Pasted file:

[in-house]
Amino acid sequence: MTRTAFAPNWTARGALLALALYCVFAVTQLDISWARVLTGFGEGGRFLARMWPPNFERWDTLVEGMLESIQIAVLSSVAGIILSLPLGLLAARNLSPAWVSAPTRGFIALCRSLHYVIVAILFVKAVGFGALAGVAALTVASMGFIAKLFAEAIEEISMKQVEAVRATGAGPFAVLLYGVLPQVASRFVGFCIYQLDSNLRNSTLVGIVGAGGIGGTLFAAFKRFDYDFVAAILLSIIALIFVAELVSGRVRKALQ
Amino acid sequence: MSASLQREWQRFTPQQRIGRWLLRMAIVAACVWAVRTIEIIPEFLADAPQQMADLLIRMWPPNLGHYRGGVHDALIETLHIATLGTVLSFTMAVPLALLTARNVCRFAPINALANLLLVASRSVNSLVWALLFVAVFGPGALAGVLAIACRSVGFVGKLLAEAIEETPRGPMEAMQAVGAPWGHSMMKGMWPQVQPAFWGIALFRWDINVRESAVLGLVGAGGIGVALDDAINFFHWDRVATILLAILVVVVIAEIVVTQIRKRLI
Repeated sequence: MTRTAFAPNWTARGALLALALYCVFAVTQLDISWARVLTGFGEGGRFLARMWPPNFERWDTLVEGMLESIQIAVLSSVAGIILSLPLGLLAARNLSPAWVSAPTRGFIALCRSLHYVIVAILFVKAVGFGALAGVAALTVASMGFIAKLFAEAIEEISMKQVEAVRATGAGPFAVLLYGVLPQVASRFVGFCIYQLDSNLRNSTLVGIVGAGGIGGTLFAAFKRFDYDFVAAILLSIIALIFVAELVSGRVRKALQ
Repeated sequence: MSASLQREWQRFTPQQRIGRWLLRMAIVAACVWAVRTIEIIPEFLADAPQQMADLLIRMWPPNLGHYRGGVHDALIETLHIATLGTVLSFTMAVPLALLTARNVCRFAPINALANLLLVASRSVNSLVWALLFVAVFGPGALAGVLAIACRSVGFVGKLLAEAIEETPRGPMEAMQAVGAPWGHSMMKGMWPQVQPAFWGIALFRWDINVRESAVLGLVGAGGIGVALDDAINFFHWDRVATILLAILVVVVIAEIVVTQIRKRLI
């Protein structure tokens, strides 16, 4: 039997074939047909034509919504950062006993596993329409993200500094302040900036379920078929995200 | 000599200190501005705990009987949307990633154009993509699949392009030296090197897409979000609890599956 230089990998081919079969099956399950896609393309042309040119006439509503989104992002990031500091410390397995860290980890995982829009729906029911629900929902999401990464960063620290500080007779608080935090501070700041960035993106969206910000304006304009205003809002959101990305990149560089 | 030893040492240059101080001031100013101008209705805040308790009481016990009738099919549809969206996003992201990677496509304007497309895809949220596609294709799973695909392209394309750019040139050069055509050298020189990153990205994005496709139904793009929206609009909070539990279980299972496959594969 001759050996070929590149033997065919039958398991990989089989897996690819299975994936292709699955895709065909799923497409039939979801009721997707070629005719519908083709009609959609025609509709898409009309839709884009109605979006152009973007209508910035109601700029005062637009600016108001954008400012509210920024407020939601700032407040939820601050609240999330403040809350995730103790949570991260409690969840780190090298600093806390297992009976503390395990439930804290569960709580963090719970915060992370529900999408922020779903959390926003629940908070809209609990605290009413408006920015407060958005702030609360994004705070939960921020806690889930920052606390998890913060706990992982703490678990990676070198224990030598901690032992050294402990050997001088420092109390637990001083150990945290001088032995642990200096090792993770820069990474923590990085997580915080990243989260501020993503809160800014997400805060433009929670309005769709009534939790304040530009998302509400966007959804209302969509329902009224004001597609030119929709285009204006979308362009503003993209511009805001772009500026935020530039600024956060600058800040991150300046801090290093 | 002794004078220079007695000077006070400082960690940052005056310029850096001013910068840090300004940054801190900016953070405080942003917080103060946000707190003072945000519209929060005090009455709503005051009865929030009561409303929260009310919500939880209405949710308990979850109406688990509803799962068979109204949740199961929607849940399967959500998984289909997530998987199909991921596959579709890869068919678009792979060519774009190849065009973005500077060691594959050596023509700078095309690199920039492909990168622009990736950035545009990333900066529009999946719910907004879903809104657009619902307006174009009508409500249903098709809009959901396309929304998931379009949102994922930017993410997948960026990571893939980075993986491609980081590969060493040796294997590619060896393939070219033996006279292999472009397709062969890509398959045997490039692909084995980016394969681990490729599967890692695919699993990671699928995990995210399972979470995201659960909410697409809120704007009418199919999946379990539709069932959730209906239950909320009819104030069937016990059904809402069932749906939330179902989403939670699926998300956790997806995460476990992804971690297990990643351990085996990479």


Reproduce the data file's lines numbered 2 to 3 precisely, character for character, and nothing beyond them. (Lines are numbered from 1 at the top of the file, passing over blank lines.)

Amino acid sequence: MTRTAFAPNWTARGALLALALYCVFAVTQLDISWARVLTGFGEGGRFLARMWPPNFERWDTLVEGMLESIQIAVLSSVAGIILSLPLGLLAARNLSPAWVSAPTRGFIALCRSLHYVIVAILFVKAVGFGALAGVAALTVASMGFIAKLFAEAIEEISMKQVEAVRATGAGPFAVLLYGVLPQVASRFVGFCIYQLDSNLRNSTLVGIVGAGGIGGTLFAAFKRFDYDFVAAILLSIIALIFVAELVSGRVRKALQ
Amino acid sequence: MSASLQREWQRFTPQQRIGRWLLRMAIVAACVWAVRTIEIIPEFLADAPQQMADLLIRMWPPNLGHYRGGVHDALIETLHIATLGTVLSFTMAVPLALLTARNVCRFAPINALANLLLVASRSVNSLVWALLFVAVFGPGALAGVLAIACRSVGFVGKLLAEAIEETPRGPMEAMQAVGAPWGHSMMKGMWPQVQPAFWGIALFRWDINVRESAVLGLVGAGGIGVALDDAINFFHWDRVATILLAILVVVVIAEIVVTQIRKRLI